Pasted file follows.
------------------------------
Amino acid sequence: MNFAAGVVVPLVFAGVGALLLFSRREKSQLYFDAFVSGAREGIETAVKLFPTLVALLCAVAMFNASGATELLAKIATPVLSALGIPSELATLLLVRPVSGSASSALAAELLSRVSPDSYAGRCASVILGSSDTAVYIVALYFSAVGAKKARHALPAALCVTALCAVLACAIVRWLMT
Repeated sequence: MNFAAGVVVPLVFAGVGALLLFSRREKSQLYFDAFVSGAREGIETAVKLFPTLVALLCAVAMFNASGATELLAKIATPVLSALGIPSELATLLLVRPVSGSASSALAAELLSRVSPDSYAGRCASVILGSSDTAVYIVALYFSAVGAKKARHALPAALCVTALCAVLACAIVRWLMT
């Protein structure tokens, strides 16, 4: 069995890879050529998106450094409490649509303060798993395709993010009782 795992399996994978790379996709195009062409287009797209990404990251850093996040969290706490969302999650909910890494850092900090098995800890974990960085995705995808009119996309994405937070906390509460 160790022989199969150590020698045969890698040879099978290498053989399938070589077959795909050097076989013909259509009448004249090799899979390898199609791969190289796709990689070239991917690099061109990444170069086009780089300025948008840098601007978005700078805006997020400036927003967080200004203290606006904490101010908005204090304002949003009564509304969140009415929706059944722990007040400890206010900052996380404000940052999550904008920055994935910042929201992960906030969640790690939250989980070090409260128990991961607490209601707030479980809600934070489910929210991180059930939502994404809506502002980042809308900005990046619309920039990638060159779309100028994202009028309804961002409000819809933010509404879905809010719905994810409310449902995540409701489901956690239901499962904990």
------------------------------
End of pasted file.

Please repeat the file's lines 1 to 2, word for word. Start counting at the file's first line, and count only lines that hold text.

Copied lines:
Amino acid sequence: MNFAAGVVVPLVFAGVGALLLFSRREKSQLYFDAFVSGAREGIETAVKLFPTLVALLCAVAMFNASGATELLAKIATPVLSALGIPSELATLLLVRPVSGSASSALAAELLSRVSPDSYAGRCASVILGSSDTAVYIVALYFSAVGAKKARHALPAALCVTALCAVLACAIVRWLMT
Repeated sequence: MNFAAGVVVPLVFAGVGALLLFSRREKSQLYFDAFVSGAREGIETAVKLFPTLVALLCAVAMFNASGATELLAKIATPVLSALGIPSELATLLLVRPVSGSASSALAAELLSRVSPDSYAGRCASVILGSSDTAVYIVALYFSAVGAKKARHALPAALCVTALCAVLACAIVRWLMT